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Summit on Community Response to Domestic Violence Set for Tomorrow

Monday, December 3rd, 2012
Issue 49, Volume 16.

RIVERSIDE - Finding ways to prevent domestic abuse and improving assistance to victims will be the focus of a summit tomorrow in downtown Riverside, hosted by the Riverside County Superior Court.

"Domestic violence is one of the most secretive and devastating issues we are faced with," former county Presiding Judge Sherrill Ellsworth said in September when previewing the event, titled "Connect to Protect: Bridging the Court and the Community."

"It's physical and psychological attacks ... and affects all socioeconomic regions and all types of families," the judge said.

During the summit, law enforcement, area tribes, religious groups, civic leaders and nonprofit agencies will explore the roots of the crime and how to better educate the public about prevention.

According to Riverside-based Alternatives to Domestic Violence, which provides direct assistance and counseling to DV victims, one in four women suffers some form of abuse in the home in their lifetime, and more than one- third of all female murder victims Advertisement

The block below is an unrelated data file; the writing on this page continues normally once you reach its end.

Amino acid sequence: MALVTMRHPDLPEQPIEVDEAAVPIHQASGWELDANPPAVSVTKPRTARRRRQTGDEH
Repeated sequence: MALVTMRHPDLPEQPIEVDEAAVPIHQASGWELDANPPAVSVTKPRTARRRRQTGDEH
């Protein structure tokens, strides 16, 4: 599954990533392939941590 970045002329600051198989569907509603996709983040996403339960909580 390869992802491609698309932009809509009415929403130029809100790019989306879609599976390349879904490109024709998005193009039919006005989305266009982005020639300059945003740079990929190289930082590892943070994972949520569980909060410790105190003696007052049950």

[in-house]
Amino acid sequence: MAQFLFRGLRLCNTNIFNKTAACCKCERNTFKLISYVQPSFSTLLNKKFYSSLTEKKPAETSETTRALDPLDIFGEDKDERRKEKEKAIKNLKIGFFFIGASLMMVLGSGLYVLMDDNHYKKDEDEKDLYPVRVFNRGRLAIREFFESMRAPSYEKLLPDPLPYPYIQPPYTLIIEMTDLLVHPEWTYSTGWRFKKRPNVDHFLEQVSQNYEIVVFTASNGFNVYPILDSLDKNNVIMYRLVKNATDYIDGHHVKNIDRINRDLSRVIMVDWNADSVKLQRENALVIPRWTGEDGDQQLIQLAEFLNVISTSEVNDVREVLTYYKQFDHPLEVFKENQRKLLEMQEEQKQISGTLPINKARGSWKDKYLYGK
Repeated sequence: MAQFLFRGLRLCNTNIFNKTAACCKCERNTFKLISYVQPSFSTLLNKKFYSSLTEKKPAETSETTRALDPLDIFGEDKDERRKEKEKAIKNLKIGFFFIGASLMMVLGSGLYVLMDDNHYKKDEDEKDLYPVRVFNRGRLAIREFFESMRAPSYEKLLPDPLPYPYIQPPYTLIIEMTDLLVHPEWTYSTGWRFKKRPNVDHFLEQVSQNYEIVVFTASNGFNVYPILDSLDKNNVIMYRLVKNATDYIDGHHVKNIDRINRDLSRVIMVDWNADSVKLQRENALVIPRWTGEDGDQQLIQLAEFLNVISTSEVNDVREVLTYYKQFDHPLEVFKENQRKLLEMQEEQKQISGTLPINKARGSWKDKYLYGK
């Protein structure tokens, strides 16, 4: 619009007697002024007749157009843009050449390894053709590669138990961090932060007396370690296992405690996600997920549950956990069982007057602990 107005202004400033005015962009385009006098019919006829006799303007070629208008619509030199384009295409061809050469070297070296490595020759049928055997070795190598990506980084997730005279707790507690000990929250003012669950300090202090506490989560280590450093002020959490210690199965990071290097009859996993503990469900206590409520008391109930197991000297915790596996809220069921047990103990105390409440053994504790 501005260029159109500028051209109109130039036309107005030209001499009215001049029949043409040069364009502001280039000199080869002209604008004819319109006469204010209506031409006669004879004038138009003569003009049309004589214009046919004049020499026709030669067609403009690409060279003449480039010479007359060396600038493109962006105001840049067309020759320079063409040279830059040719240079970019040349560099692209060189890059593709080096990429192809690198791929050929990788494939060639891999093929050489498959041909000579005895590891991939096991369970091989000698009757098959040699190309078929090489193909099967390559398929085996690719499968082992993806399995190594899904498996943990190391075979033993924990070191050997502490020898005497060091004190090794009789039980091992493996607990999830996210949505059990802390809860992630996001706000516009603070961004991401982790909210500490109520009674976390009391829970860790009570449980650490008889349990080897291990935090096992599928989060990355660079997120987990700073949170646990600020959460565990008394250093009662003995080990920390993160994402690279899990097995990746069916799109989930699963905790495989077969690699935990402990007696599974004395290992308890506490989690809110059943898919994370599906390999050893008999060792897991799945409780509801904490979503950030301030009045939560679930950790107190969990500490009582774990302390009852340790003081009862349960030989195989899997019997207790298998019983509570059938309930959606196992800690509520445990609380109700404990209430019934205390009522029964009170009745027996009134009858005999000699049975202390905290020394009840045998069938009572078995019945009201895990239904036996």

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die at the hands of an intimate partner or husband.

Those slated to speak at the summit include ADV Executive Officer Eliza Daniely-Woolfolk and Hanish Sinclair, founder of the Manalive Violence Intervention and Prevention Training Institute.

During the daylong event at the Riverside Municipal Auditorium, the court will unveil a Web-based program that allows domestic violence victims to file a request for a temporary restraining order online. The application utilizes a user-friendly tool that completes many of the questions for the petitioner. The form can then be sent electronically to the court for review, saving a person from having to make the trip.

Court officials said there will be an appeal to community organizations to establish "safe havens" where victims can go to log onto the Internet and access the court system without fear of their alleged abuser finding out.

"Despite this oppressive economy, we can stand up and truly make a difference for many women and children," Ellsworth said.



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